This would be the Conflict That her mother got tired of her violating her curfew, so she decides to do something that she would never do.

    Beth walked outside to see her clothes sitting in the middle of the street. She knew that her time was coming already if she continued to party all night and drink at age 19.

    The Daster is that her mother threw her clothes outside, and the Dilemma is that she anticipates on kicking Beth out of the house.

    The opening scene also gives you a description of the POV character.

    Followed by the Scene, a book would probably have a Sequel (I don’t mean have a part 2 such as Harry Potter and the Sorcerer's Stone and then the Chamber of Secrets). What I mean is what will Beth do after the Dilemma (that her mom is kicking her out the house). The sequel would start out with the Reaction, what would be the character’s first reaction after the Dilemma (since her mom might tell her to leave, Beth's Reaction is to apologize to her for staying up late and partying). The Reaction also denotes the feelings behind the POV, which is apologizing or maybe crying. And then after that, the character will face the Dilemma again, that Beth might pack her bags. The Decision would be that she may go to her friend’s house to stay until she can find her an apartment.

    Again, I'm not sure if this really works because I've never used it this way before, just thought it would probably give you some ideas on what to do to fill up the gaps of your chapter. From your standpoint, I think you're thinking too hard on putting your plot together. You seem to have a lot of dedication to make a good scene for your chapter, and that is good. The more you think about it, the better chances your book will turn out to be. I normally use a spreadsheet to help me out, although it's not the only approach I use to create a scene.
     
  5. JeffS65
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    JeffS65 Contributing Member

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    I can't imagine using a spreadsheet for a creative writing project. I'm an Excel junkie and I use it at work like there's no tomorrow but I couldn't think of anything more creativity sucking than opening up Excel to keep track.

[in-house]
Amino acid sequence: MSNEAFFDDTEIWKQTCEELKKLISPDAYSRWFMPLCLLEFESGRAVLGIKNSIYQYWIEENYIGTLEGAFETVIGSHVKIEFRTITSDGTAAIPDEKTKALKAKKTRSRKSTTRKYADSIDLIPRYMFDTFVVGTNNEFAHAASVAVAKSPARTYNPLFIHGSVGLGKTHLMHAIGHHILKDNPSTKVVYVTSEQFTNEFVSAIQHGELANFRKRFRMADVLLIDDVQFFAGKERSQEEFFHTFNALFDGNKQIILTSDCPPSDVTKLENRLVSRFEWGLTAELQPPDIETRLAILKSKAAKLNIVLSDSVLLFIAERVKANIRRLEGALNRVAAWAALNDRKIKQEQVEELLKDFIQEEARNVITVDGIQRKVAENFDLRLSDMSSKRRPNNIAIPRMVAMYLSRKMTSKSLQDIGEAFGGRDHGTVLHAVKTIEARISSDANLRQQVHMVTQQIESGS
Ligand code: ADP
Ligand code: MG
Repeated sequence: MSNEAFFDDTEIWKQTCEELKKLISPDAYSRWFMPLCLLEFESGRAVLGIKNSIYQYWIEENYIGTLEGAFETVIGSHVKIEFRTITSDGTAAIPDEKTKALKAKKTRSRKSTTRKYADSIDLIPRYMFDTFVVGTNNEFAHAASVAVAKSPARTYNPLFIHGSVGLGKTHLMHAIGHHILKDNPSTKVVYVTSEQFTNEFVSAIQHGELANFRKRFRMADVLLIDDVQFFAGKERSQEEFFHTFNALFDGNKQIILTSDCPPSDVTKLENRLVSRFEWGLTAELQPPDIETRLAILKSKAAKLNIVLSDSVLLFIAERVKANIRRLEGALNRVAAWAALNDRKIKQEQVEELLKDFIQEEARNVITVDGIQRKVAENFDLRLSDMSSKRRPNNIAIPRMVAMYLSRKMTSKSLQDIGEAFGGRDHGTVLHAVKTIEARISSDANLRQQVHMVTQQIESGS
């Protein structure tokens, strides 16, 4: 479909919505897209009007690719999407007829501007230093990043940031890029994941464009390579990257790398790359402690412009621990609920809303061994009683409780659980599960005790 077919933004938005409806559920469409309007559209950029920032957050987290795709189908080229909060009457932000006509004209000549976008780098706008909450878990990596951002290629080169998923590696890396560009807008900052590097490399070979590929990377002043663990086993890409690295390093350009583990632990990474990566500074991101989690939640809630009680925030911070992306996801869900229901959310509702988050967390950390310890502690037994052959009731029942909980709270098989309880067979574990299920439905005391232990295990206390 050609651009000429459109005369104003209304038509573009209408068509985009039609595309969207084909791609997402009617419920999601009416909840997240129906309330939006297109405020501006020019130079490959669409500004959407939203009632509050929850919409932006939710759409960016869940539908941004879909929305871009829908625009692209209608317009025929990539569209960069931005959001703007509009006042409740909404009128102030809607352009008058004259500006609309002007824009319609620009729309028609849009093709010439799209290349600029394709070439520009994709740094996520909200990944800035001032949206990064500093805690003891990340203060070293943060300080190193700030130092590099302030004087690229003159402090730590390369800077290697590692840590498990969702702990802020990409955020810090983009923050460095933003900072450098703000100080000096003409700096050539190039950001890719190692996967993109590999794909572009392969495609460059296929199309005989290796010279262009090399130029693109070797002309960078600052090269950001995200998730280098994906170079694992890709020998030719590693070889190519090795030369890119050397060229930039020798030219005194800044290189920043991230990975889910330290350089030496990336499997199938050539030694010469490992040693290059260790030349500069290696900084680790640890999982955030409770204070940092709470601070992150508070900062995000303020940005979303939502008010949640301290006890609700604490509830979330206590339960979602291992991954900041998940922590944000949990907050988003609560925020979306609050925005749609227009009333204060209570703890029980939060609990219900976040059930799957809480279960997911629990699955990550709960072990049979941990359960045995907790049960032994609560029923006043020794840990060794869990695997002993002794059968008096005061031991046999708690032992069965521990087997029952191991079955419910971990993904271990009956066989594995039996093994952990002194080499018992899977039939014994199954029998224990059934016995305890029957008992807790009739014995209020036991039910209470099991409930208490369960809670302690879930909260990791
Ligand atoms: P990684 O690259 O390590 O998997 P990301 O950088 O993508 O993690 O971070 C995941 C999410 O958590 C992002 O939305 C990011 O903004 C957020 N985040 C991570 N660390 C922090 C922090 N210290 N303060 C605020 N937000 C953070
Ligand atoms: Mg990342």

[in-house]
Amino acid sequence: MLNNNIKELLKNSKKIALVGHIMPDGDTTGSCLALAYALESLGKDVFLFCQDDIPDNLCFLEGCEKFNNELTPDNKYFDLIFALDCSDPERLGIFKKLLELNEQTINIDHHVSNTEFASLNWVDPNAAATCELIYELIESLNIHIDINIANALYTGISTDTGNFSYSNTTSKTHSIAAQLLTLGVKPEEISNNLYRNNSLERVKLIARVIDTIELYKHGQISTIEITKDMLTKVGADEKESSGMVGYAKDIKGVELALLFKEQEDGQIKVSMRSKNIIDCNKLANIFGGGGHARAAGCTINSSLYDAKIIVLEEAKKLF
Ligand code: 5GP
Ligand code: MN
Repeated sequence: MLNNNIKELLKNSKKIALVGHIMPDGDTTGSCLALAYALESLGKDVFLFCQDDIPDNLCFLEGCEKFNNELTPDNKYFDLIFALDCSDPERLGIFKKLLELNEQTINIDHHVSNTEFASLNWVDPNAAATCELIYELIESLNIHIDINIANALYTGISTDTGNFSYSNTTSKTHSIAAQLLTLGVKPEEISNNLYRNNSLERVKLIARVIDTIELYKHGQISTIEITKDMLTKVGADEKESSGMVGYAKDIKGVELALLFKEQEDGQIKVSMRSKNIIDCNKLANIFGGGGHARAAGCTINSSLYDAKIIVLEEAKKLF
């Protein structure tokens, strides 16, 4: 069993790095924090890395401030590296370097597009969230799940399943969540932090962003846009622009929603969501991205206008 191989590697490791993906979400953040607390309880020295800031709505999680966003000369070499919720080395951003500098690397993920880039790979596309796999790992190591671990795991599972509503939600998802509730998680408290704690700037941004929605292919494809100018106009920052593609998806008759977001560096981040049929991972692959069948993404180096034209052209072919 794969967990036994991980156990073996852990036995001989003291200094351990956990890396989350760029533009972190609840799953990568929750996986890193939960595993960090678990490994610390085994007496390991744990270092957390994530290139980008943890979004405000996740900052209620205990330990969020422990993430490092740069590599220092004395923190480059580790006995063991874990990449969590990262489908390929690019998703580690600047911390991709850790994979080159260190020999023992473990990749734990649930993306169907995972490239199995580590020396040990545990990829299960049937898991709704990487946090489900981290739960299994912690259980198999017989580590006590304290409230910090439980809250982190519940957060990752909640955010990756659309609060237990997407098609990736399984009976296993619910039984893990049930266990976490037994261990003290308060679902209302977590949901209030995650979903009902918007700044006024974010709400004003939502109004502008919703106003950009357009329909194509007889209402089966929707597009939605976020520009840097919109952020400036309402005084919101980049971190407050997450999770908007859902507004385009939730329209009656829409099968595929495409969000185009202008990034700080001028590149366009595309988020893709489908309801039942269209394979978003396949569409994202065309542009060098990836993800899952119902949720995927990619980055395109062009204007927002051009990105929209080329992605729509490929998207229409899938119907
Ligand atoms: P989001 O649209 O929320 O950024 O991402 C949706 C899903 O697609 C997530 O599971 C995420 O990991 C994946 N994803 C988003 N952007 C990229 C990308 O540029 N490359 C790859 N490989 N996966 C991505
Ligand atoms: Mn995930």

What I do is keep a running ideas page of snippits of thoughts for what I've been writing. Some have a sentence or two and others have been a page or more. I take these and organize them in to sections and generally slot them in the order I'm likely to use them.

    Since I spend much time thinking about what I'm going to write, I use most of it. So, organizing it in this manner helps me structure the future of my project.

    It's not exactly the most organized way of doing things but it makes more sense to have a fluid and changing structure that can insert in to the long form project/book and not be hindered by a specified outline and/or plotline from an Excel.

    Just me convoluted way, I guess...
     
  6. MetalRenard
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    MetalRenard Member

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    My own method is to outline a story through bullet points. This allows me to see a logical progression, to easily edit and add parts, to see if something fits in its place and it also forces me to constantly rethink things (which I like).
     
  7. Elgaisma
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    Elgaisma Contributing Member Contributor

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    I do when I am editing use a spreadsheet to keep the timeline in perspective - I do a summary of who is doing what, in each chapter. Mine is pen and paper in a notebook.

    However I don't use it for the writing the story. I develop a scene by writing it mostly. The characters show me where they want the story to go. Sometimes I don't even know a character exists until i write a scene so can't plan for it lol
     
  8. mcostas
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    mcostas New Member

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    Thanks for the ideas!